UK charity The Homeless Foundation has come up with its own modular tiny house to assist people transitioning out of homelessness. A prototype of the 186-square-foot iKozie was recently installed in the back garden of a full-size house the group owns in Worcester. Set on a shallow foundation, it’s currently being fitted out for single occupancy and has a waiting list to move in. Unsurprisingly – the iKozie is quite well-designed and, for a house of this size, full-featured. It has separate spaces for the living room and bedroom, a tiny but full kitchen (which even contains a washing machine), a bathroom module, and a surprising amount of storage (much of it in the most logical place for it, the bedroom). The house cost about £40,000 ($54,000), comparable to the higher-end tiny houses for the homeless we’ve seen in Duluth and Detroit. Given the UK’s insane property market, it’s probably even more of a bargain over there – and given the iKozie’s functionality, The Homeless Foundation could probably ship a few of these to the States and sell them at a profit. (If you want to send a few bucks their way in the meantime, you can make donations here.)
The iKozie is easily delivered by truck…
…and, for tight spaces, crane.
The steel-framed house features larch siding, a corrugated iron roof, and enough insulation to give it an ‘A’ energy efficiency rating – and the occupant a quiet night’s sleep.
The bathroom module is behind the couch; in front of it, a divider holds the TV and separates the area from the kitchen.
The designers admit that the bed’s a bit short, but say it was a compromise they had to make to get adequate storage space.
Tiny house activism has usually meant non-confrontational efforts to reform building codes and zoning regulations, but now a group called the Tiny House Warriors is using tiny houses to take a direct-action approach to a much more controversial issue.
They’re members of the indigenous Secwepemc Nation, and they’re aiming to place ten tiny houses in the path of a pipeline proposed to pass through their land in the Canadian province of British Columbia. Their leader, Kanahus Manuel, says the Secwepemc haven’t consented to Kinder Morgan’s Trans Mountain pipeline and don’t want it due to the potential for environmental damage. She’s hoping that having people living along the proposed route will provide additional leverage for stopping the project. (Secwepemc Nation territory, like much of British Columbia, is rather sparsely populated.)
Kanahus, along with her four children, stayed in a tiny house for several months while participating in the Standing Rock protest against the Dakota Access Pipeline. She realized that tiny houses would be a relatively easy way of occupying threatened land, and that small structures would also make good sites for cultural activities like language camps and traditional tattooing.
With financial support from Greenpeace Canada, which also opposes the Trans Mountain pipeline, the Tiny House Warriors started building the first of their tiny houses on September 7, 2017. They’re planning to finish the other nine within the month to coincide with the beginning of work on the pipeline. Will they make it? Well, as the photos below show, tiny house builds go pretty fast when you have enough people helping!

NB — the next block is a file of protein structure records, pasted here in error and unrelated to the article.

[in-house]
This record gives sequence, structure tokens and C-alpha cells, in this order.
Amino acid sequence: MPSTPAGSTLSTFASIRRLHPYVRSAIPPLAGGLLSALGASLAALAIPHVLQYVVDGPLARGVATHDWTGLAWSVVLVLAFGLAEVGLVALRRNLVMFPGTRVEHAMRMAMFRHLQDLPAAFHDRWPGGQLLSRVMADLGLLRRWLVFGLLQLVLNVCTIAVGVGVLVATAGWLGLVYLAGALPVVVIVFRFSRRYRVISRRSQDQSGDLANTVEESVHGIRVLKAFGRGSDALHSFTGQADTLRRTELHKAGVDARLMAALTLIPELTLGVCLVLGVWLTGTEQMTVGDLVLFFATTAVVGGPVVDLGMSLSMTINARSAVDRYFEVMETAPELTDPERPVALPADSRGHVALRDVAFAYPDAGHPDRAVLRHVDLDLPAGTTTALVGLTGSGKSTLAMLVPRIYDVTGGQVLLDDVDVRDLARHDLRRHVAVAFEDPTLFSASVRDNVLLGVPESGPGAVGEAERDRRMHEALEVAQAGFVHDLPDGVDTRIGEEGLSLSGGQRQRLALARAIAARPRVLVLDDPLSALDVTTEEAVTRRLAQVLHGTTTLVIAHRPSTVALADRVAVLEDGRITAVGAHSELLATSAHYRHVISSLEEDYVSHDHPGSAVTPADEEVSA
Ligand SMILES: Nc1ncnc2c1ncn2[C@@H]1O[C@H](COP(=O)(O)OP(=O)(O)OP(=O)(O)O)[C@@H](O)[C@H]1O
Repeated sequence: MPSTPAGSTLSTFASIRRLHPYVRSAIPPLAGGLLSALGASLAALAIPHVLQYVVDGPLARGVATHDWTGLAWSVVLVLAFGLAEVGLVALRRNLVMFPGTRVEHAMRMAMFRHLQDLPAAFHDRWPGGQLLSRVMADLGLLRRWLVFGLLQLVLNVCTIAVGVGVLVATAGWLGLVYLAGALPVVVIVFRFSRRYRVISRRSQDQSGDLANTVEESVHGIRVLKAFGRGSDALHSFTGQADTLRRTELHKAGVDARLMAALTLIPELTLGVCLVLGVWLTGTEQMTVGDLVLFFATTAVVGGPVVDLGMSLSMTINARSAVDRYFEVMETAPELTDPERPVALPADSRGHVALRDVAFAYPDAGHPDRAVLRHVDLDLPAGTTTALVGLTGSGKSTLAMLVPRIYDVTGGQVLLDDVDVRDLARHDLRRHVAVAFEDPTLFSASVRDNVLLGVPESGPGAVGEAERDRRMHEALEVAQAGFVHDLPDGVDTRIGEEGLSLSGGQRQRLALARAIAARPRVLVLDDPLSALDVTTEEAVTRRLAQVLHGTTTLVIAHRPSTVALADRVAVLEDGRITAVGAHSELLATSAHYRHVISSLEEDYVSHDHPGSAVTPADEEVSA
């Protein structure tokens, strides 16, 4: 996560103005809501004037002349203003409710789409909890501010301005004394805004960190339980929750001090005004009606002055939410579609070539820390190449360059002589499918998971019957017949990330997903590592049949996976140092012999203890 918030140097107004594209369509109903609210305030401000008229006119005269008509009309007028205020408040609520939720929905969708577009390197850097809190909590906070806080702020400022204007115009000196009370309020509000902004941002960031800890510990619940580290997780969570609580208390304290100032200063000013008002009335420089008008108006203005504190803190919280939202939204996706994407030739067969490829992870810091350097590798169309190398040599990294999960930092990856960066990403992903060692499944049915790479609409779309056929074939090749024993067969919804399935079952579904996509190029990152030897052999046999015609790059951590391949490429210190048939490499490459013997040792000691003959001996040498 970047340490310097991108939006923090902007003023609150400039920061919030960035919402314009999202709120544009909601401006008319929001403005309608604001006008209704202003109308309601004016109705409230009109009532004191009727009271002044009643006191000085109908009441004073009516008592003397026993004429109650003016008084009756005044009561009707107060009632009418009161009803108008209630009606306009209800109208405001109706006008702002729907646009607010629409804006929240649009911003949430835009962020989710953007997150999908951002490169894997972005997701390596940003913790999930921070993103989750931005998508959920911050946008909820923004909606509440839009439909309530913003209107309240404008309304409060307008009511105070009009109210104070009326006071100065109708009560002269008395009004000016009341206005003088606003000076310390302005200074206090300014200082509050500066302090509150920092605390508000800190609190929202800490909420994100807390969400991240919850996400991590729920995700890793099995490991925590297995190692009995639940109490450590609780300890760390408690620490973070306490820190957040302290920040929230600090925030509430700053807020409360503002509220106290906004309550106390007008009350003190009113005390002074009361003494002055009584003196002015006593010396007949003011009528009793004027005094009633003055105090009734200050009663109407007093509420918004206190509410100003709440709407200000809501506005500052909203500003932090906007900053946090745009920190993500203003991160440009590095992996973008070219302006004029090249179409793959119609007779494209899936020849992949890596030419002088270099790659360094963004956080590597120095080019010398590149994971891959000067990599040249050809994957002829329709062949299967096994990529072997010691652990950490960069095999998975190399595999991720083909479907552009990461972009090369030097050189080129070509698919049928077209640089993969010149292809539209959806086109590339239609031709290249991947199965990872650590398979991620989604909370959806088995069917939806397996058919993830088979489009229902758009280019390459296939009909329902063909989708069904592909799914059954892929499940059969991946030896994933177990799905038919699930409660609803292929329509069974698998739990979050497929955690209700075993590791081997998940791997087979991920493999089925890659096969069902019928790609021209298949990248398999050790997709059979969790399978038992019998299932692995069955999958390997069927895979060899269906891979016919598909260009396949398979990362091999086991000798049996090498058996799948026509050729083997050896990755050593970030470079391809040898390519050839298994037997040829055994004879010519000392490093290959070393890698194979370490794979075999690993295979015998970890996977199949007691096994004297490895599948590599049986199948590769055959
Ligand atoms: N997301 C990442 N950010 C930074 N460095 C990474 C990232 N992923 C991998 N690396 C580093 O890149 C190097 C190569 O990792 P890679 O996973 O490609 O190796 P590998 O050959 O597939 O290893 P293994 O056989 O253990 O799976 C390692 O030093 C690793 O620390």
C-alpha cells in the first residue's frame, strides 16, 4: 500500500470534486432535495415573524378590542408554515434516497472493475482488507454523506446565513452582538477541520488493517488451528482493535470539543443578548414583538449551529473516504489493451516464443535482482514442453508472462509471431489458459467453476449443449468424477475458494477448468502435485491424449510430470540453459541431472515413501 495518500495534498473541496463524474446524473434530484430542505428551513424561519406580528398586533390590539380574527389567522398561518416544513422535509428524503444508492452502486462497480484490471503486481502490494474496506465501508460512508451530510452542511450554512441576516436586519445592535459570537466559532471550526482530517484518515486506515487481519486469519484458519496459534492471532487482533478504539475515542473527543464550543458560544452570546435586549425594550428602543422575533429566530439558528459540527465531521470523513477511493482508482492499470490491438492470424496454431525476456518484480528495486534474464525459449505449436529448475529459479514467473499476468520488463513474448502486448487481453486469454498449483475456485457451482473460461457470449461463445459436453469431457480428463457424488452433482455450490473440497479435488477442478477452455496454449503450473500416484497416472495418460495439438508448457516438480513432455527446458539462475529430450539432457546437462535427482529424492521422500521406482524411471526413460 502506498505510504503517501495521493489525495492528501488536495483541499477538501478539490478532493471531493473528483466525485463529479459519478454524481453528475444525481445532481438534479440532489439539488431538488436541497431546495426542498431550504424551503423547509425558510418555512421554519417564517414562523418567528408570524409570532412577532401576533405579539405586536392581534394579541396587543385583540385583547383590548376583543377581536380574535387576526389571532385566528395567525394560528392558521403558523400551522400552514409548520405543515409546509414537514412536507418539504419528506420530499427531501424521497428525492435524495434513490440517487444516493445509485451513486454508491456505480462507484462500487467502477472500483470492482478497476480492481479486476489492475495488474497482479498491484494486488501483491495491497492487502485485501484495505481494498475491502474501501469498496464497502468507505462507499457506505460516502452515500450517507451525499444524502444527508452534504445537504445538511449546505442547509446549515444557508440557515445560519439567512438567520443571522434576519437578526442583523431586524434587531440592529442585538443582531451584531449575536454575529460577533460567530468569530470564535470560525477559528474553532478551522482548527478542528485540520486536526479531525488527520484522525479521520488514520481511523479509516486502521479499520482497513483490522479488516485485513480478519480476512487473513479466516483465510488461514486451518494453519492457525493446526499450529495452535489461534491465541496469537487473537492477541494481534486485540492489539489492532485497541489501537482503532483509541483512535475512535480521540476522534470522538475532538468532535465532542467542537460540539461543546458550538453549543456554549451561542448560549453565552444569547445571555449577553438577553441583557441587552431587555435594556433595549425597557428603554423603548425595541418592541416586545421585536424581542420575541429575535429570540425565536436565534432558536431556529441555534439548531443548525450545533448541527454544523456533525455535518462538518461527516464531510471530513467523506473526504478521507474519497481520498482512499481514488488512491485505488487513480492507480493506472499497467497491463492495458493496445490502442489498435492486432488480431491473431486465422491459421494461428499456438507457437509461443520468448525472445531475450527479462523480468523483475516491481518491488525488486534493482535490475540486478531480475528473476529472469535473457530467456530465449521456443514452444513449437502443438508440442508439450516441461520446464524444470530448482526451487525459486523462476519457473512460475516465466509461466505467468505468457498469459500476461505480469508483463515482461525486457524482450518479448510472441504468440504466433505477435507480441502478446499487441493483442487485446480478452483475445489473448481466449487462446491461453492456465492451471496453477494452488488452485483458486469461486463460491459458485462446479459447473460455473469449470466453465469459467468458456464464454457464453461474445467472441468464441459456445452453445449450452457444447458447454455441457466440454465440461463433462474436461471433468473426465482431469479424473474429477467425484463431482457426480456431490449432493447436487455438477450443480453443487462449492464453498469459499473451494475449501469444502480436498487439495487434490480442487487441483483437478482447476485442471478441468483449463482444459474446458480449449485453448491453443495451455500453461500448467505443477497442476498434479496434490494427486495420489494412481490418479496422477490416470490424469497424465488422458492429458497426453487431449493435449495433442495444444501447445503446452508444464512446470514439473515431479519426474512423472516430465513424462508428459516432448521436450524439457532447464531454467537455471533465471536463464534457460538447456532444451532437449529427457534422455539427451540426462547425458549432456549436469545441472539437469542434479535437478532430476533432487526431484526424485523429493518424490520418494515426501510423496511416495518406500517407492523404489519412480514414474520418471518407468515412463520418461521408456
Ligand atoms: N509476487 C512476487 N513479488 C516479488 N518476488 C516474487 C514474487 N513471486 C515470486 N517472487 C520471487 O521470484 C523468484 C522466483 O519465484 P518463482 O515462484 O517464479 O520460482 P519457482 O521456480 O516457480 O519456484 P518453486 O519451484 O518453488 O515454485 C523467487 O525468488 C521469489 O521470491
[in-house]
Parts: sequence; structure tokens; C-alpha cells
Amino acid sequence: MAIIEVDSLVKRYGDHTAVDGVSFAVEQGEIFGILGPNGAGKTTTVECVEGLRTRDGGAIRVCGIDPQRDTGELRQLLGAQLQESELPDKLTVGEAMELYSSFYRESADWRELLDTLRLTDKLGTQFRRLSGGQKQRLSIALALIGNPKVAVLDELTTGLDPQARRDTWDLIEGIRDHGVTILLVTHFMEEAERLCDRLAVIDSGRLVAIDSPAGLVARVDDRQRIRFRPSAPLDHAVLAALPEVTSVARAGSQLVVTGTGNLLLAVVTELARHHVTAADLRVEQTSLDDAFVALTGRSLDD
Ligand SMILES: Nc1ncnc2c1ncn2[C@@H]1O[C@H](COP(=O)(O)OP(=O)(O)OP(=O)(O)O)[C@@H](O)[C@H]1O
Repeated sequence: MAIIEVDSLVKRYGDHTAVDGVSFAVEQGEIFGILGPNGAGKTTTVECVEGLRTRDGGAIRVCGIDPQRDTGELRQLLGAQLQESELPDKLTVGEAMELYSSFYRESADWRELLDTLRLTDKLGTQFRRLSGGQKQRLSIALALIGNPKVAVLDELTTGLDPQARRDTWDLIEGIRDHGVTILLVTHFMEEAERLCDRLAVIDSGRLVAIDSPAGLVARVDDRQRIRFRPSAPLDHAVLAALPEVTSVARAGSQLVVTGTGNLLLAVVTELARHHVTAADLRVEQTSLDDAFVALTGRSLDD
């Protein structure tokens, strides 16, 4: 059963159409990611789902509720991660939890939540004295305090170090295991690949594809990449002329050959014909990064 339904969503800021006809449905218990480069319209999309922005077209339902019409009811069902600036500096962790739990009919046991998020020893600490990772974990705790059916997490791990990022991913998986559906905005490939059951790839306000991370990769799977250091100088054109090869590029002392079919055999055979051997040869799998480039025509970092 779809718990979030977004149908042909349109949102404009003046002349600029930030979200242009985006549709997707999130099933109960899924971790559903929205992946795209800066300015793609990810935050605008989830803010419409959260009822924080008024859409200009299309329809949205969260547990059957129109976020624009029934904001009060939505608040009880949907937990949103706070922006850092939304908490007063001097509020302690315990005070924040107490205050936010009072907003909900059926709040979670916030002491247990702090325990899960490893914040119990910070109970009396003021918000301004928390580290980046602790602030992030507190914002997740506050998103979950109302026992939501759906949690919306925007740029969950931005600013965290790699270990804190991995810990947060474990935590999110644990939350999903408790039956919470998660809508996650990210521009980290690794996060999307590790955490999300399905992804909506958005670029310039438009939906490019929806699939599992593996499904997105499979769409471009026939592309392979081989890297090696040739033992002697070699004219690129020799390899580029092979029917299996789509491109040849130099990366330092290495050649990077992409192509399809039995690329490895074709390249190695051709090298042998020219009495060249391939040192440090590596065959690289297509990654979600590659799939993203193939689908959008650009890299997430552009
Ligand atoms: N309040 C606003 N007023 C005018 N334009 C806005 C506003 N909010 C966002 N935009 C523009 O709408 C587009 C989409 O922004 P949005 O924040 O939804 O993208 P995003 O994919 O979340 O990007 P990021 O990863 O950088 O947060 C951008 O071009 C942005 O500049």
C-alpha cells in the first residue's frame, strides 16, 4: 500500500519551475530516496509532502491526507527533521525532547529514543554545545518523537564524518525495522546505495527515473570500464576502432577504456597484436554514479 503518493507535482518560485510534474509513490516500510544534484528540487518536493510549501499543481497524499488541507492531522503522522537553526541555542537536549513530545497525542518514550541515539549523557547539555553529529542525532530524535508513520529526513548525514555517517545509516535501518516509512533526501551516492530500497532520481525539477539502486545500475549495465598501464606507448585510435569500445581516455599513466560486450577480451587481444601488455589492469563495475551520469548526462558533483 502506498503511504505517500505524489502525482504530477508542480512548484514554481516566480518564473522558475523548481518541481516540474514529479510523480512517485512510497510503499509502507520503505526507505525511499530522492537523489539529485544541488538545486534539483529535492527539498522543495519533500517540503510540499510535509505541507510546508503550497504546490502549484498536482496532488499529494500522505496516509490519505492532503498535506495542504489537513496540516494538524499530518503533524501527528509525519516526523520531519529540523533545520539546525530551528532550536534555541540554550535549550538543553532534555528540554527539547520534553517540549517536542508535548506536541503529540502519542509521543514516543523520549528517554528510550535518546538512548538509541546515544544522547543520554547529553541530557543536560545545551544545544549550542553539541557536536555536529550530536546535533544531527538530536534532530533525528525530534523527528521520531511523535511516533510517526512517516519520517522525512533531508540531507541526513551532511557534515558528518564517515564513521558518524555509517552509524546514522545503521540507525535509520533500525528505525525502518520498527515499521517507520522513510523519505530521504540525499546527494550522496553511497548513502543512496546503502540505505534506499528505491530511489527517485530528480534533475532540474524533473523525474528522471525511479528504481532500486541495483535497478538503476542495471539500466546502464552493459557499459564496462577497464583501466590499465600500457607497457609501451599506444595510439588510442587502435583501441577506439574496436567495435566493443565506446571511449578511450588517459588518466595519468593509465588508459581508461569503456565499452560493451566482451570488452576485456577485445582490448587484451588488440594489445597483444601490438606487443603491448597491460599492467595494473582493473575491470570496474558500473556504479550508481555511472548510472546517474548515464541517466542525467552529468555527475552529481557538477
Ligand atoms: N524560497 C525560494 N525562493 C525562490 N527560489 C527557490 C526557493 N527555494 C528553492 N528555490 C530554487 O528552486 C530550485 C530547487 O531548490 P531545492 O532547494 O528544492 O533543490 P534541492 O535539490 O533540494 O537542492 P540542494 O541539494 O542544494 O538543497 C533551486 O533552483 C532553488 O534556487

Tesla, Inc., formerly Tesla Motors and still best known for its electric cars, is also big into R&D for batteries and solar panels. That was bound to have tiny house implications eventually, and now the company has made the link a little more obvious with a THOW of its own. The 20-foot Tesla Tiny House will be touring Australia (behind a Tesla Model X, naturally), showcasing six of Tesla’s solar panels and one of their 14 kWh slimline Powerwall batteries. It’s even fitted with a charger for the Model X, although it’s unclear if the house will be able to supply all of the car’s power needs. Visitors will also be able to use a design facility to learn how Tesla products can power their own homes. That focus – on using renewable energy for standard-sized houses – is hardly unreasonable given that Australia already has the highest percentage of residential solar power users in the world. However, it means that Tesla hasn’t bothered to make this into anything resembling a livable tiny house; there’s nothing inside but a showroom. Now, we’re totally onboard with anything that promotes clean, renewable energy – but wouldn’t it have been great to see a fully functional THOW tricked out with the latest in photovoltaic and Li-ion tech?
It looks like the Model X is getting a little more attention than the house just now!
The Powerwall (center) and the car charger (lower right) are mounted on the front end.
The steel-framed THOW has locally-sourced sustainable wood siding and a fold-out balcony.
Famed tiny house movement pioneer Jay Shafer, who’s been heading up the Four Lights Tiny House Company since 2012, has a new project underway. It’s called Tiny Houses for Humanity, and its goal is to establish a series of small, affordable, child-friendly tiny house villages in the Bay Area. Jay’s working with River King, a local resident he met two years ago after she was reduced to sleeping in her car with her two-year-old son due to the lack of affordable housing nearby. Aside from his name recognition, Jay is providing the house designs, which are modified, more efficient versions of some of the smaller Four Lights models. They’ll cost about $20,000 to build and will allow some degree of customization for individual preferences. River is coordinating the effort, looking for a site and for people who can help with the construction. Habitat for Humanity, Sonoma State University’s JUMP community service program, and even a few high school shop classes have expressed interest. Sonoma County officials seem inclined to give everything a green light, too. Jay and River are planning an initial 5–6 house village with a common area and garden, and they estimate they’ll need about $100,000 for materials and landscaping. They’ve already raised over $22,500 on the crowdfunding site Hatchfund; you can show your support (and get an autographed copy of Jay’s Small House Book) by helping them reach the target by September 26.